DNA led to the arrest of a California man after a sexual assault had gone cold for the past twenty years. DNA collected from the scene was matched to a Lenny Ray Friou who was subsequently arrested in San Francisco and then extradited to West Palm Beach where the rape allegedly occurred. No bail was set for Friou who allegedly raped the 18-year-old woman in 1998. Friou has pleaded not guilty to the charges and a jury will return the verdict sometime next week.
The project to investigate rape kits began in 2015 as police went through a backlog of over 1500 evidence boxes that ostensibly led to rapists.
Does DNA Evidence Sometimes Get it Wrong?
The endless barrage of procedural police shows leads us to believe that DNA is an irrefutable piece of scientific evidence that connects a perpetrator to a crime. But it isn’t. The evidence is only as good as those who are doing the interpreting. While Friou may very well be guilty of the crime he is accused of committing, that isn’t true for all those behind bars. And DNA evidence may be to blame for their false incarceration.
One of the largest public forensic laboratories in Texas, The Houston Police Department Crime Laboratory handles around 500 cases a year. The majority of these cases are rapes and murders. Evidence collected subsequent to a rape is placed into a rape evidence kit where it can be later used to run searches. These searches have a database of DNA markers in them and if they return a match, it triggers a hit in the computer. That is how Lenny Ray Friou was found.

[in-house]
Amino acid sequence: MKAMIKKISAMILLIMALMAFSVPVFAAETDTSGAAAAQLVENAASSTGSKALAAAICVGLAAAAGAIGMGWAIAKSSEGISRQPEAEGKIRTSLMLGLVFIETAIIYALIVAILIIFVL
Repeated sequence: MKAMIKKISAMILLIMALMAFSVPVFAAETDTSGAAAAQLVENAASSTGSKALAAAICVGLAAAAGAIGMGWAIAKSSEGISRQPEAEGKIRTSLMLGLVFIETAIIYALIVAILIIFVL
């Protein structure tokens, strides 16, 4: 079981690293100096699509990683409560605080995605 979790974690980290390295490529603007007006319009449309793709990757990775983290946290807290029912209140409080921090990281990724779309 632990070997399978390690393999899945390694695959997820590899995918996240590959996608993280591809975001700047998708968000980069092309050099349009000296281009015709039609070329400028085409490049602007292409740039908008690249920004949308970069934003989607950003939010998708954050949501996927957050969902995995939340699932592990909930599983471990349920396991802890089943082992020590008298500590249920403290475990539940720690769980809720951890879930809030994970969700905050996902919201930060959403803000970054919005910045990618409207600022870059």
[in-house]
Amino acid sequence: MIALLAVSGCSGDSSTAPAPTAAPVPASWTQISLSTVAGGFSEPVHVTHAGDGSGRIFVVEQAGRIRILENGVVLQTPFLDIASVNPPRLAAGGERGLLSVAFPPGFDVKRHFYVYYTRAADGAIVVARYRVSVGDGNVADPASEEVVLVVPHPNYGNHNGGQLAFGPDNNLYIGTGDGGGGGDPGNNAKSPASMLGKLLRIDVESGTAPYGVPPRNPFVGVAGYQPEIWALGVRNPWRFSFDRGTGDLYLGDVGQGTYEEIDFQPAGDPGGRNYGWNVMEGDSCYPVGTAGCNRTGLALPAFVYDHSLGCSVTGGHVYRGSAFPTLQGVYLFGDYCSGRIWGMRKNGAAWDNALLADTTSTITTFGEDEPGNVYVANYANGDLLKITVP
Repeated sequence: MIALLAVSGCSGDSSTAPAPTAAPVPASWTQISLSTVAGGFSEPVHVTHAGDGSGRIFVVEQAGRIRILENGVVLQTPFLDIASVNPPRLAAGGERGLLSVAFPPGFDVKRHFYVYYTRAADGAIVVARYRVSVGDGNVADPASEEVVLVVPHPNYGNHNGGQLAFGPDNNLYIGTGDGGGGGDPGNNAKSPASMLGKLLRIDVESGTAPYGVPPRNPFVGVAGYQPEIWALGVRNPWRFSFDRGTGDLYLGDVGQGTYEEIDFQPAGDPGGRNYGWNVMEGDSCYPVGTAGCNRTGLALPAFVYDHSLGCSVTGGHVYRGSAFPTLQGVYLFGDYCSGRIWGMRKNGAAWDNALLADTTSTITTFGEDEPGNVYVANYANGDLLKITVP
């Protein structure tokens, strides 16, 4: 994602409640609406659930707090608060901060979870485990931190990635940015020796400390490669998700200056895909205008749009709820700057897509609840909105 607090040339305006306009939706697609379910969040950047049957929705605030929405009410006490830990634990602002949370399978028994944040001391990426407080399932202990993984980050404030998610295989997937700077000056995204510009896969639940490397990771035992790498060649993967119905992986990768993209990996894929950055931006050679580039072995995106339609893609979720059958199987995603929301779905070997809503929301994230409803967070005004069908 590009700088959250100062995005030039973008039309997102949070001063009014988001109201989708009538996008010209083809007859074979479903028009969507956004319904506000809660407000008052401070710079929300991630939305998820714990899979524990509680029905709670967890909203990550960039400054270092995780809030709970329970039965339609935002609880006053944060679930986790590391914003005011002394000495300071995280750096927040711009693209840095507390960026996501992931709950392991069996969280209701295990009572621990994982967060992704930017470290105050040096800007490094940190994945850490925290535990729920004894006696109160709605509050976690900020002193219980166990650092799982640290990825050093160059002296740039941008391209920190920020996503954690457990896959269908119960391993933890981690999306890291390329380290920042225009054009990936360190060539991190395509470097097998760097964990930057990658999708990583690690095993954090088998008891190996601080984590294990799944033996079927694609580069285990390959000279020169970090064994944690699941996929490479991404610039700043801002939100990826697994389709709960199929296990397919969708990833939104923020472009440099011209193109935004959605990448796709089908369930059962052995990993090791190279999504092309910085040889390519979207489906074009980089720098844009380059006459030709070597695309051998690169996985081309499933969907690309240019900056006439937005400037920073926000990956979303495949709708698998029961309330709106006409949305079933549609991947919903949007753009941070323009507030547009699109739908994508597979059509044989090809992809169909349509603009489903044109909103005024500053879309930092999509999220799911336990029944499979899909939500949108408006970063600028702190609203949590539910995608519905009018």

Let’s look at a similar situation, however. Let’s say that DNA is found at a crime scene or in a rape evidence kit and then compared against a sample that is recovered from a suspect. A survey of analyses on DNA evidence showed that Houston lab techs consistently bungled the process and produced false results that never seemed to fail to benefit the prosecution.
In one case, a woman accused a 16- and a 19-year-old of abducting her from a parking lot and then driving her around the city. The pair, she claimed, had taken turns raping her. When she saw two men who fit the profile walking down the street, she reported it was those two men precisely who had perpetrated the crime. DNA evidence corroborated that claim. This was despite the fact that both young men had alibis and that they did not match the victim’s original description.
Based on the DNA evidence, however, the two were found guilty and sent to prison for the crimes of forcible rape, kidnapping, and more. In these cases, the laboratory tech tasked with determining that there was a match ruled that because the samples were close, they matched. But DNA samples are supposed to be identical—not close.
Talk to a West Palm Beach Criminal Defense Attorney
If you’ve been accused of a serious crime and DNA evidence is presented, you need an attorney who understands the correct process of testing DNA and get faulty evidence thrown out. Talk to the West Palm Beach criminal attorneys at the Skier Law Firm today.